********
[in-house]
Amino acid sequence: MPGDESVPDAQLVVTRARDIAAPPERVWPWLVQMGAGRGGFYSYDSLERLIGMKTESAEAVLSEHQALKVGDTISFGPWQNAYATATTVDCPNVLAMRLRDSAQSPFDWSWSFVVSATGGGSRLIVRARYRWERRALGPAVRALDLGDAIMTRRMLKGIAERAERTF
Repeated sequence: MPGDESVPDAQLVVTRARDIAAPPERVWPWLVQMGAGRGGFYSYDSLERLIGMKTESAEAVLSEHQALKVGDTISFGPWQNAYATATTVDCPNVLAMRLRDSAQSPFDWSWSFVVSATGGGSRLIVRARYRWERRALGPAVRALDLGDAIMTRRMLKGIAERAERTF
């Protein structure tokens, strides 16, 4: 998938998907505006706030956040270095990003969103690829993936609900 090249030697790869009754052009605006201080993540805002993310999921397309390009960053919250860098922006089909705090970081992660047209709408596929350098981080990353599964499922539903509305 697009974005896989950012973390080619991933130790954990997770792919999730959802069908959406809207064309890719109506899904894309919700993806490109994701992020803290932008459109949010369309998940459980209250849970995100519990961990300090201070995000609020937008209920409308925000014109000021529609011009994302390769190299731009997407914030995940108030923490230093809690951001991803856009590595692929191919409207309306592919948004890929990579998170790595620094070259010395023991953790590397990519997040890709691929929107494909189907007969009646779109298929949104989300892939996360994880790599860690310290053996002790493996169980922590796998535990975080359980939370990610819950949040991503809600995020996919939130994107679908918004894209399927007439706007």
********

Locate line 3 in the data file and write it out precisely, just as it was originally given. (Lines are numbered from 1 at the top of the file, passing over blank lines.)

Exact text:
Repeated sequence: MPGDESVPDAQLVVTRARDIAAPPERVWPWLVQMGAGRGGFYSYDSLERLIGMKTESAEAVLSEHQALKVGDTISFGPWQNAYATATTVDCPNVLAMRLRDSAQSPFDWSWSFVVSATGGGSRLIVRARYRWERRALGPAVRALDLGDAIMTRRMLKGIAERAERTF